Sunday, October 17, 2004

Not exactly offended

I stumbled into blogs via infertility, specifically a very funny set of infertility tickers at a little pregnant that showed up on the Triplet Connection back in August. That was right around the same time the Amy Richards selective reduction fracas was winding down, so it was an interesting time to plunge into the world of blogs. It's just taken me awhile to work up the nerve to join the fray myself.

It's pretty clear that first postings go unread, so rather than do some silly introduction, provide a raison d'etre sort of thing, I'm going to respond to one of the (infertility) blogs on triplets that I managed to dig up while scrounging around infertility. But before I get to that, I'll acknowledge the possibility that I should just leave those infertility blogs alone. There are plenty of parents who comment at all the great infertility blogs (who wouldn't want to befriend some of those amazing women?) but still, shouldn't I keep my kids out of those women's faces? I don't know. I do know that no one like GetUpGrrl lived anywhere near the internet I knew, back in 1999 and 2000 when I was trying to conceive. I hate to miss out on knowing her just because my timing was off. And to paraphrase Tertia, "I am still infertile, I am just a mother, too."

But I'm going to leave the whole question of secondary infertility for another day.

Meanwhile, I want to address some of what Patricia wrote about triplets. Because I have them, triplets that is. They're three and a half, two girls (let's call 'em Gemma and Elba), one boy (Wilder? I'm straining for pseudonyms that feel like acceptable proxies for these kids with very specific and named identities), and they're wonderful. The conception, the pregnancy, the NICU? Not so much. But worth it. And not really deserving of these comments:

Don't people know the risks involved with triplets? The birth defects? The long term medical issues? Health care costs? Triplets are not something to celebrate! They are something to avoid.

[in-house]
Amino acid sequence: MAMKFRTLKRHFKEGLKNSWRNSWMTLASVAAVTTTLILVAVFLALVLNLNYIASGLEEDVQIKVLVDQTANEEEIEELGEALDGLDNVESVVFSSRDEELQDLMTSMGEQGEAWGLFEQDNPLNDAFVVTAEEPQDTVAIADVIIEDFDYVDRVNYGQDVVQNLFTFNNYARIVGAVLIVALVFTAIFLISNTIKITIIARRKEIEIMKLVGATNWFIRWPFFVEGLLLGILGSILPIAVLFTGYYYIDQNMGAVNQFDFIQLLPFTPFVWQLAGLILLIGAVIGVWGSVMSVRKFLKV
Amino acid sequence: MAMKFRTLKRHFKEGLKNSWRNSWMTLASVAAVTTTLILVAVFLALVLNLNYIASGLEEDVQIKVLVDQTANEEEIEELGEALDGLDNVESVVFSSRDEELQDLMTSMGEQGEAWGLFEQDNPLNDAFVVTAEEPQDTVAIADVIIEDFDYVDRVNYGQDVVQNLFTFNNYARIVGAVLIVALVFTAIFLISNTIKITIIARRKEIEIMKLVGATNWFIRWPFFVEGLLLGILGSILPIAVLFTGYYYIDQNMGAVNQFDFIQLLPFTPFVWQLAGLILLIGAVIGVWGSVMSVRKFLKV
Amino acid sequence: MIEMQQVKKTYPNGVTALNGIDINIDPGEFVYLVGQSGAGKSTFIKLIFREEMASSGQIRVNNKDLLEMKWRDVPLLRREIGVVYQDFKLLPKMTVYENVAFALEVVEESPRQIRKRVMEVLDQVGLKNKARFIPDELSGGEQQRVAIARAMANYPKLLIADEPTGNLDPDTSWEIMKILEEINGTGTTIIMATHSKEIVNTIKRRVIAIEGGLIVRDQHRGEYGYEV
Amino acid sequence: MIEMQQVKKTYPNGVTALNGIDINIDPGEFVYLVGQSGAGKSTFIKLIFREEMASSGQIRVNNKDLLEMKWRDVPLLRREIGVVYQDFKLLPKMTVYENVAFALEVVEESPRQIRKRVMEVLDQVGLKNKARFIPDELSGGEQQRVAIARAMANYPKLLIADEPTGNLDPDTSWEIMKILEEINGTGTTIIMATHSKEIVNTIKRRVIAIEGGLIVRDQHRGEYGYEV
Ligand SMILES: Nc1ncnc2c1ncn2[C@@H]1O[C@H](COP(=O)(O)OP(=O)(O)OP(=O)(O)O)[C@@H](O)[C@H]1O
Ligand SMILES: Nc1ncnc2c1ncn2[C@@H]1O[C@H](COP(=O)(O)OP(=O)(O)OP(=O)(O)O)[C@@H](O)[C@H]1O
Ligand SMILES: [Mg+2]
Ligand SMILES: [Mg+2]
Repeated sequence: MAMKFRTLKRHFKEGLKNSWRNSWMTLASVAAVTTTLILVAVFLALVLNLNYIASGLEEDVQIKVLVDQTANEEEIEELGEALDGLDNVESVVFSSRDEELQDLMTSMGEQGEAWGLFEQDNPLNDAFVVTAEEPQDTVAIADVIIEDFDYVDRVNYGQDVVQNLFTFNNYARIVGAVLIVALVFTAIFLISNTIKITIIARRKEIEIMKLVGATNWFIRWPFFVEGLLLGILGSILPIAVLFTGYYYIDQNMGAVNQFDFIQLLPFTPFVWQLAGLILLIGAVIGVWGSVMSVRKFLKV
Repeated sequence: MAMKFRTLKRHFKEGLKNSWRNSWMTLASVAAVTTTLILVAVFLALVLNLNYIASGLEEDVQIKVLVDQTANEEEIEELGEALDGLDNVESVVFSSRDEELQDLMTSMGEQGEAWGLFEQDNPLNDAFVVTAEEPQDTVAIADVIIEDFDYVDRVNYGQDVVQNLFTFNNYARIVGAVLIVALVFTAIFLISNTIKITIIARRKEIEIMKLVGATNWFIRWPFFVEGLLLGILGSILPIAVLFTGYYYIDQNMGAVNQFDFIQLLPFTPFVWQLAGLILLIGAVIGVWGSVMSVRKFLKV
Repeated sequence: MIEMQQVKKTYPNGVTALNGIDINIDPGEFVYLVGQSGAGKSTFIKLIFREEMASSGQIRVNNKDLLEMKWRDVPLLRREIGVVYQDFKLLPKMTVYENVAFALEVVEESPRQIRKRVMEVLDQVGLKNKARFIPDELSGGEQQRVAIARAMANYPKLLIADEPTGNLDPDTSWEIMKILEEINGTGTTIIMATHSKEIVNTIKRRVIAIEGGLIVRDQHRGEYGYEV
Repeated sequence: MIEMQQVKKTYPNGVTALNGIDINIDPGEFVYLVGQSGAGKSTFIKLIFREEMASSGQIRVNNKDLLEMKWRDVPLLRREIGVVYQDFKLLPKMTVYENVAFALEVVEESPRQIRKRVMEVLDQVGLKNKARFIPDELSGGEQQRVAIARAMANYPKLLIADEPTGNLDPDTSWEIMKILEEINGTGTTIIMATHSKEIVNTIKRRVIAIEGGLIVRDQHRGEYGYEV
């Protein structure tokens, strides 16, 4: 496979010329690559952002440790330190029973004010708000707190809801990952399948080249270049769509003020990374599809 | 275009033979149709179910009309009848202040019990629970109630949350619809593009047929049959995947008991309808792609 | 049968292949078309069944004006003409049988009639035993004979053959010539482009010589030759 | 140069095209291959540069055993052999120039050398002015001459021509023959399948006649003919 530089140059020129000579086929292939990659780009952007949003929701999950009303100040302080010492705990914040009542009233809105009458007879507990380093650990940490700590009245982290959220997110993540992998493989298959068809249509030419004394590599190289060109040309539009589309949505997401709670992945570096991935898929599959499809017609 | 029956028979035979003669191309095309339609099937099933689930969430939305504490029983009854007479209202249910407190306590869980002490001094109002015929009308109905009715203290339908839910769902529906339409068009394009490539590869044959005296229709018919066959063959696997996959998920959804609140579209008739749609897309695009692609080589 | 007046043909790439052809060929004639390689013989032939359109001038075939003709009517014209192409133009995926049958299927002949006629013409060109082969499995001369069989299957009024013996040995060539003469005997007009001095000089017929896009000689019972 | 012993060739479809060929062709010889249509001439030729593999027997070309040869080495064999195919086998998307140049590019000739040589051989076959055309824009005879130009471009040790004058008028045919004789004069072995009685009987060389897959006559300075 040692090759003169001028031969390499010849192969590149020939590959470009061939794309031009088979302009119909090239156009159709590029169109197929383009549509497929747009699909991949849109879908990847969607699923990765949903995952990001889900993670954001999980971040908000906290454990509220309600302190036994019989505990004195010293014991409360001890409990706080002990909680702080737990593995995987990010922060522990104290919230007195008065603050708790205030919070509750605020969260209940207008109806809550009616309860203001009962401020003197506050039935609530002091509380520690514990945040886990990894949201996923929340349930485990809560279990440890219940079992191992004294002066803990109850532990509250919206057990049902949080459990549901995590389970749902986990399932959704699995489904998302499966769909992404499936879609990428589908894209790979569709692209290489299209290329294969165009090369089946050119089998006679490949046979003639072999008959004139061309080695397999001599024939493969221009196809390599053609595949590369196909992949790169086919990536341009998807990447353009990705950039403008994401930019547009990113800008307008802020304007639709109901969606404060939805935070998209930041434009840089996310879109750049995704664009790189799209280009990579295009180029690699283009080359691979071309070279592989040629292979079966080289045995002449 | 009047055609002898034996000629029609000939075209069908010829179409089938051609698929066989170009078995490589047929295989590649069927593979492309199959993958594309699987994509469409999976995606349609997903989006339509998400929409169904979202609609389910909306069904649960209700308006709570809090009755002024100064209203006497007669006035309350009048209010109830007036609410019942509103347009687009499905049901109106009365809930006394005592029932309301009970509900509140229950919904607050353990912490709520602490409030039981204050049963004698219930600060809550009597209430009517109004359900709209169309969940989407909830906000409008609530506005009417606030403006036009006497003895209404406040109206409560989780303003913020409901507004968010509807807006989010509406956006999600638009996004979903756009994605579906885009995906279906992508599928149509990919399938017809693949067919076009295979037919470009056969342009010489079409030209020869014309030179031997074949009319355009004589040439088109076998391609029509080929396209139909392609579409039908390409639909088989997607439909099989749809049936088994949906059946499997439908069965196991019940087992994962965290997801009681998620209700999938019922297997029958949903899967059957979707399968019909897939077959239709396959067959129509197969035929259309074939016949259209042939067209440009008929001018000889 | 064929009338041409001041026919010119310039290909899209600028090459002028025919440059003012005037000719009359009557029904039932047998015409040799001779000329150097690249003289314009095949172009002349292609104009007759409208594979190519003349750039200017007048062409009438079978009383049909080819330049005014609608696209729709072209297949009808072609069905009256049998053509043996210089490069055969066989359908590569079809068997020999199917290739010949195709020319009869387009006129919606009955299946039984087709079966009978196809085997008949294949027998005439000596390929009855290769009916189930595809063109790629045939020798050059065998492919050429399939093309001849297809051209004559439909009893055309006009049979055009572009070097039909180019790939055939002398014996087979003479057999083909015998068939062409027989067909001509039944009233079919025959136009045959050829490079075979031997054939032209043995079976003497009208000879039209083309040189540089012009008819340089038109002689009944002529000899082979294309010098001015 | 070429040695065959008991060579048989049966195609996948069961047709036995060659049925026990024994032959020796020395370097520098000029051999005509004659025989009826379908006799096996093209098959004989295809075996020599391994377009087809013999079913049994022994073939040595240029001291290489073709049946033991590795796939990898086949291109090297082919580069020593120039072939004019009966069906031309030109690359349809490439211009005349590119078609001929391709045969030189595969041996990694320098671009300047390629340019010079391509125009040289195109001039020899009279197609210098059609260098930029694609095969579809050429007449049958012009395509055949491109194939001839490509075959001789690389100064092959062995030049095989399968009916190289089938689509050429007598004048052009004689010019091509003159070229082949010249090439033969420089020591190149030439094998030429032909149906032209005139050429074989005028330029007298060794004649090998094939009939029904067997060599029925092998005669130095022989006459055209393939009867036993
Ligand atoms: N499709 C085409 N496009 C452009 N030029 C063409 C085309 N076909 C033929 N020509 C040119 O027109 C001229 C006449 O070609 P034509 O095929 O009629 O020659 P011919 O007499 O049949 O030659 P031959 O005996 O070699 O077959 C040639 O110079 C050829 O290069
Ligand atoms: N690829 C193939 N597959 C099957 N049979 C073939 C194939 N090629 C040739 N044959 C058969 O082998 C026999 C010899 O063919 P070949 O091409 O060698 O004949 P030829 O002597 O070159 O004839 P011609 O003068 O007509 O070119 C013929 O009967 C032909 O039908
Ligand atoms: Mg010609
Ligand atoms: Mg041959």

Wow. Why does that feel like such a punch in the gut? Maybe because my kids only seem like something to avoid when they've gone too long without food, and they're in that blood-sugar-crisis mode so beloved of all preschoolers. Maybe because yeah, I was intelligent enough to manage my infertility, I wasn't a complete moron about the risks attendant thereon. Or maybe because what Patricia wrote was followed up by this comment from Pazel (whose history with IUI was not entirely unlike our own):


How could a mother put her children's health in such jeopardy? Who would risk such a thing and call themselves a loving parent? For most, there are ways of preventing multiples in advance of their conception so selective reduction doesn't have to be a question
Well. At least that gives me a way to begin to address this. I can start by explaining how I failed to prevent my multiples, and to explain how I could risk carrying all three of them to term while still calling myself a loving parent.

Start with this: the first serious comment I made when I met my RE was, "we will adopt rather than conceive high-order multiples." Yes, I had done my reading, I knew the terminology. I was a lingering ABD graduate student, the husband (Calder? hmmm) is an only child with marginal feelings of affection for infants, and neither of us wanted the hassle, the career interruption, nor the potentially devastating medical costs attendant on triplets, or--God forbid--quadruplets. The RE was optimistic, I jumped through the requisite HSG hoops, Calder got the good news on his "great sperm," and we went to work seducing my reluctant ovaries. First, a round of clomid to confirm what the incompetent OB had already wasted a year proving: that Clomid didn't work.

As an aside, two questions about REs? Why are they all men, when obstetrics in general has become a field for women? And do all REs require their patients to write the depressing news, "many less than ten," onto the charts, or were my REs especially sadistic?